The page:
(NEW YORK) — As the COVID-19 pandemic has swept the globe, more than 5.2 million people have died from the disease worldwide, including over 778,000 Americans, according to real-time data compiled by Johns Hopkins University’s Center for Systems Science and Engineering.
Just 59.3% of the population in the United States is fully vaccinated against COVID-19, according to data from the Centers for Disease Control and Prevention.
Here’s how the news is developing. All times Eastern:
Nov 30, 11:59 am
Greece to mandate vaccines for people 60 and older
Greek Prime Minister Kyriakos Mitsotakis said Tuesday that vaccines for people 60 and older will be required.
Appointments for the first dose must be booked by Jan. 19 and residents who don’t comply will be fined.
There are 664 people currently hospitalized with COVID-19 in Greece and the average age of those patients is 64.
The nation’s vaccination rate stands at 62%.
Greece has not yet detected a case of the omicron variant but Mitsotakis said it’s just a matter of time.
-ABC News’ Christine Theodorou
Nov 30, 11:20 am
‘Still have more questions than answers’ on omicron: WHO DG
World Health Organization Director-General Dr. Tedros Adhanom Ghebreyesus said Tuesday that “we should not be surprised” by the emergence of omicron, because “this is what viruses do.”
“The longer we allow the pandemic to drag on — by failing to address vaccine inequity, or to implement public health and social measures in a tailored and consistent way — the more opportunity we give this virus to mutate in ways we cannot predict or prevent,” Tedros said.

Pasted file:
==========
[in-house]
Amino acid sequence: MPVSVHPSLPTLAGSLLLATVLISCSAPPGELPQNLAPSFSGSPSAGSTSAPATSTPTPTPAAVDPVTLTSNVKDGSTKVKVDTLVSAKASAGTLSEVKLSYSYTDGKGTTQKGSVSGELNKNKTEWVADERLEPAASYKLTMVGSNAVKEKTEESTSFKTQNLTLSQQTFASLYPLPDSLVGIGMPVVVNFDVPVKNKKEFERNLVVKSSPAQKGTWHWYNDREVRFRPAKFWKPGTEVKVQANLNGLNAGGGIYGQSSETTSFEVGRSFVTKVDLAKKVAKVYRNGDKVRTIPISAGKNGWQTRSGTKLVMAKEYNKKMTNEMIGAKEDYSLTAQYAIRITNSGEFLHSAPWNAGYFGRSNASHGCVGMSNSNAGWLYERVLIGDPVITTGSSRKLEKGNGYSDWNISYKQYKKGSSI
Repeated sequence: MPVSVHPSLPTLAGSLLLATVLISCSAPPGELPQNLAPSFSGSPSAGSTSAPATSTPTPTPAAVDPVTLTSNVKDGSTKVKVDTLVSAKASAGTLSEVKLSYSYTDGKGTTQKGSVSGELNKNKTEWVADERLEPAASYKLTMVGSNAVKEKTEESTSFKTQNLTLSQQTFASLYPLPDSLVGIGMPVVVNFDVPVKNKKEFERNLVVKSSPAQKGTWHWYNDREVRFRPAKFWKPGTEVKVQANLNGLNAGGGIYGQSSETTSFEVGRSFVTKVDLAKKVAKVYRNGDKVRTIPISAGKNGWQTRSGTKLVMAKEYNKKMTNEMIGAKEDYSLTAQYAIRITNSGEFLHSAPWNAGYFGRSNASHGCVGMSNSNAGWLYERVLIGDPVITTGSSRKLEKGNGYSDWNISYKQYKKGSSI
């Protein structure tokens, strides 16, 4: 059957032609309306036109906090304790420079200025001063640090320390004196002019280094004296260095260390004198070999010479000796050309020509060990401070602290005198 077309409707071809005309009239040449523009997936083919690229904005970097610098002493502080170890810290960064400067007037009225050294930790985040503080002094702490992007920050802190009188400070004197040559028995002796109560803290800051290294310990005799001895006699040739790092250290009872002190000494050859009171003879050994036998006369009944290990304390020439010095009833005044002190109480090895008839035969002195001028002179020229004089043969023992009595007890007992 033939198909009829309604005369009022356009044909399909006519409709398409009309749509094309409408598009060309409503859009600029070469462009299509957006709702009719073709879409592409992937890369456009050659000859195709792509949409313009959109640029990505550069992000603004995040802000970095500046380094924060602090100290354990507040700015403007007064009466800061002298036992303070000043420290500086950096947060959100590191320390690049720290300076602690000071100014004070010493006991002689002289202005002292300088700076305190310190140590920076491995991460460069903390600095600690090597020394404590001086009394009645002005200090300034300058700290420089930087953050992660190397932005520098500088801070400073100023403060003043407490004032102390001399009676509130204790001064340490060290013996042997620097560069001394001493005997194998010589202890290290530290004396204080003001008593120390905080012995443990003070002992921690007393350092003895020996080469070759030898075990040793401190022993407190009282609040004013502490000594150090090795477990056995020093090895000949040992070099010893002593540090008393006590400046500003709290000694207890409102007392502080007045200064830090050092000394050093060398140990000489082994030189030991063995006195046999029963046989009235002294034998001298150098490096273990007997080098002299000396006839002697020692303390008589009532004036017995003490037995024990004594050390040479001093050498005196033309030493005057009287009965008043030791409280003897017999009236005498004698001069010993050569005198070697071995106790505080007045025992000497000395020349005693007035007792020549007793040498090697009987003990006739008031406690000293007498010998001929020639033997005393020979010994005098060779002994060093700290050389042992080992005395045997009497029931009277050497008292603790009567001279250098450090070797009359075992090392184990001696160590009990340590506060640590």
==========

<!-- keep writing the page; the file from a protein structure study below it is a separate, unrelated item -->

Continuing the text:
He continued, “We still have more questions than answers about the effect of Omicron on transmission, severity of disease, and the effectiveness of tests, therapeutics and vaccines. The global response must be calm, coordinated and coherent. At the same time, we must not forget that we are already dealing with a highly transmissible, dangerous variant – the Delta variant, which accounts for almost all cases globally.”
Nov 30, 10:53 am
FDA says it’s working quickly as possible to evaluate omicron
The FDA in a new statement said it’s working as quickly as possible to evaluate the potential impact of omicron on the currently available diagnostics, therapeutics and vaccines.
“Historically, the work to obtain the genetic information and patient samples for variants and then perform the testing needed to evaluate their impact takes time,’ the FDA said. “However, we expect the vast majority of this work to be completed in the coming weeks.”
The FDA stressed that vaccines, boosters and masks are the best ways to stay protected.
-ABC News’ Eric M. Strauss
Nov 30, 9:53 am
Passengers arriving in US from South Africa sent home with testing kits
The CDC said passengers who arrived in the U.S. from Johannesburg, South Africa, on Sunday — before travel restrictions took effect — were offered free at-home PCR testing kits.
Passengers were told to wait three to five days before collecting a sample that they could then mail back for testing. It’s not clear how many have done so or if any were positive.
-ABC News’ Anne Flaherty
Nov 30, 8:52 am
Global case count of omicron variant tops 200
More than 200 confirmed cases of the omicron variant, first identified in Southern Africa, have been reported in over a dozen countries around the world, according to an open-source tracker run by Newsnodes and BNO News.